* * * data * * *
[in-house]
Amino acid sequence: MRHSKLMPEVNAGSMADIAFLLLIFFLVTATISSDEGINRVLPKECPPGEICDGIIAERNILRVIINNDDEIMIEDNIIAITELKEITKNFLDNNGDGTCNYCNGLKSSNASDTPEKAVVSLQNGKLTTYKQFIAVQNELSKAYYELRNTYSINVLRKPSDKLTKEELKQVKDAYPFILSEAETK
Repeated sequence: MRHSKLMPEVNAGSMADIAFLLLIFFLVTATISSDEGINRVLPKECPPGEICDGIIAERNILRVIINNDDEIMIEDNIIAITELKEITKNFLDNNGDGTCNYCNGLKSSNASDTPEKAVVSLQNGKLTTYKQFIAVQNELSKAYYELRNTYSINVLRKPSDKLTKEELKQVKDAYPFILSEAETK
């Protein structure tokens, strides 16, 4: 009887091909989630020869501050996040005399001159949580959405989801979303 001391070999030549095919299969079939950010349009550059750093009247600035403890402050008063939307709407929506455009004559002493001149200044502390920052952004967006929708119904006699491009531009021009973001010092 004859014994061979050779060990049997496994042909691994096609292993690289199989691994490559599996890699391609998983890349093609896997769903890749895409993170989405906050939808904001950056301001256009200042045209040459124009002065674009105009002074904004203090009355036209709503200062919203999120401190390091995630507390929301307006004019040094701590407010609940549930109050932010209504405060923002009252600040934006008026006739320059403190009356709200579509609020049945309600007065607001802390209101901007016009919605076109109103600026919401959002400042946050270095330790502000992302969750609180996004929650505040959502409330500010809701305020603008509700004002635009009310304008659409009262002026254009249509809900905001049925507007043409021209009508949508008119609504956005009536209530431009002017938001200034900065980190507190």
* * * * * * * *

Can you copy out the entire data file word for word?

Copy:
[in-house]
Amino acid sequence: MRHSKLMPEVNAGSMADIAFLLLIFFLVTATISSDEGINRVLPKECPPGEICDGIIAERNILRVIINNDDEIMIEDNIIAITELKEITKNFLDNNGDGTCNYCNGLKSSNASDTPEKAVVSLQNGKLTTYKQFIAVQNELSKAYYELRNTYSINVLRKPSDKLTKEELKQVKDAYPFILSEAETK
Repeated sequence: MRHSKLMPEVNAGSMADIAFLLLIFFLVTATISSDEGINRVLPKECPPGEICDGIIAERNILRVIINNDDEIMIEDNIIAITELKEITKNFLDNNGDGTCNYCNGLKSSNASDTPEKAVVSLQNGKLTTYKQFIAVQNELSKAYYELRNTYSINVLRKPSDKLTKEELKQVKDAYPFILSEAETK
């Protein structure tokens, strides 16, 4: 009887091909989630020869501050996040005399001159949580959405989801979303 001391070999030549095919299969079939950010349009550059750093009247600035403890402050008063939307709407929506455009004559002493001149200044502390920052952004967006929708119904006699491009531009021009973001010092 004859014994061979050779060990049997496994042909691994096609292993690289199989691994490559599996890699391609998983890349093609896997769903890749895409993170989405906050939808904001950056301001256009200042045209040459124009002065674009105009002074904004203090009355036209709503200062919203999120401190390091995630507390929301307006004019040094701590407010609940549930109050932010209504405060923002009252600040934006008026006739320059403190009356709200579509609020049945309600007065607001802390209101901007016009919605076109109103600026919401959002400042946050270095330790502000992302969750609180996004929650505040959502409330500010809701305020603008509700004002635009009310304008659409009262002026254009249509809900905001049925507007043409021209009508949508008119609504956005009536209530431009002017938001200034900065980190507190």